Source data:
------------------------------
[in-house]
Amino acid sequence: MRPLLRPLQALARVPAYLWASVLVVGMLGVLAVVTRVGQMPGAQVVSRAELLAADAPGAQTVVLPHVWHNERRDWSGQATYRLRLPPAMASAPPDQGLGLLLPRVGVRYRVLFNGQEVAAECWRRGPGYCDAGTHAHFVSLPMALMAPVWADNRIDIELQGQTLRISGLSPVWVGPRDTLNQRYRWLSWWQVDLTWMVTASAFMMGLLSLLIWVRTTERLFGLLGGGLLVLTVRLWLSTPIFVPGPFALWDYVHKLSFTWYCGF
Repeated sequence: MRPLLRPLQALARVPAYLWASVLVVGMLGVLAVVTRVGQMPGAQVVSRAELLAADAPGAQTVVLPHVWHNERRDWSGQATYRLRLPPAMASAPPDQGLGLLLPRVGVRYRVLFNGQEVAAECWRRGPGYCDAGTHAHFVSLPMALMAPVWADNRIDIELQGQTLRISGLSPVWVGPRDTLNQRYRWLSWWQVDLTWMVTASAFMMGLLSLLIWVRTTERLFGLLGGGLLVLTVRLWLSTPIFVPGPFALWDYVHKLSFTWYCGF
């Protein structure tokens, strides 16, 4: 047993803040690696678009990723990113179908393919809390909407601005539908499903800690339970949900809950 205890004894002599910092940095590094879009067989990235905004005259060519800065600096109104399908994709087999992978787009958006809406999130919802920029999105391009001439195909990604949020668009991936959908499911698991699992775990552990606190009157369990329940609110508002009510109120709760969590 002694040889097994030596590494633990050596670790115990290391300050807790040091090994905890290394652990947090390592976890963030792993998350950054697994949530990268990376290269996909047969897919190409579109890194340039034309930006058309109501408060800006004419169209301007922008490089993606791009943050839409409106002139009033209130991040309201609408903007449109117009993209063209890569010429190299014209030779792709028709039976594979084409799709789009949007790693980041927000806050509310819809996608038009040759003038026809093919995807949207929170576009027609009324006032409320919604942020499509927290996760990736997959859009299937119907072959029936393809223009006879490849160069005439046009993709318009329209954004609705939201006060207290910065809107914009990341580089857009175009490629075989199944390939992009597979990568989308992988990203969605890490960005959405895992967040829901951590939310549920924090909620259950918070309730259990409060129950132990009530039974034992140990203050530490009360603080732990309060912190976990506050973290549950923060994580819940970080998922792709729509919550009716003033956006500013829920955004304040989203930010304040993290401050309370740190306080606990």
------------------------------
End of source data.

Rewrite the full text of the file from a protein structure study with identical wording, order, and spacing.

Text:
[in-house]
Amino acid sequence: MRPLLRPLQALARVPAYLWASVLVVGMLGVLAVVTRVGQMPGAQVVSRAELLAADAPGAQTVVLPHVWHNERRDWSGQATYRLRLPPAMASAPPDQGLGLLLPRVGVRYRVLFNGQEVAAECWRRGPGYCDAGTHAHFVSLPMALMAPVWADNRIDIELQGQTLRISGLSPVWVGPRDTLNQRYRWLSWWQVDLTWMVTASAFMMGLLSLLIWVRTTERLFGLLGGGLLVLTVRLWLSTPIFVPGPFALWDYVHKLSFTWYCGF
Repeated sequence: MRPLLRPLQALARVPAYLWASVLVVGMLGVLAVVTRVGQMPGAQVVSRAELLAADAPGAQTVVLPHVWHNERRDWSGQATYRLRLPPAMASAPPDQGLGLLLPRVGVRYRVLFNGQEVAAECWRRGPGYCDAGTHAHFVSLPMALMAPVWADNRIDIELQGQTLRISGLSPVWVGPRDTLNQRYRWLSWWQVDLTWMVTASAFMMGLLSLLIWVRTTERLFGLLGGGLLVLTVRLWLSTPIFVPGPFALWDYVHKLSFTWYCGF
């Protein structure tokens, strides 16, 4: 047993803040690696678009990723990113179908393919809390909407601005539908499903800690339970949900809950 205890004894002599910092940095590094879009067989990235905004005259060519800065600096109104399908994709087999992978787009958006809406999130919802920029999105391009001439195909990604949020668009991936959908499911698991699992775990552990606190009157369990329940609110508002009510109120709760969590 002694040889097994030596590494633990050596670790115990290391300050807790040091090994905890290394652990947090390592976890963030792993998350950054697994949530990268990376290269996909047969897919190409579109890194340039034309930006058309109501408060800006004419169209301007922008490089993606791009943050839409409106002139009033209130991040309201609408903007449109117009993209063209890569010429190299014209030779792709028709039976594979084409799709789009949007790693980041927000806050509310819809996608038009040759003038026809093919995807949207929170576009027609009324006032409320919604942020499509927290996760990736997959859009299937119907072959029936393809223009006879490849160069005439046009993709318009329209954004609705939201006060207290910065809107914009990341580089857009175009490629075989199944390939992009597979990568989308992988990203969605890490960005959405895992967040829901951590939310549920924090909620259950918070309730259990409060129950132990009530039974034992140990203050530490009360603080732990309060912190976990506050973290549950923060994580819940970080998922792709729509919550009716003033956006500013829920955004304040989203930010304040993290401050309370740190306080606990």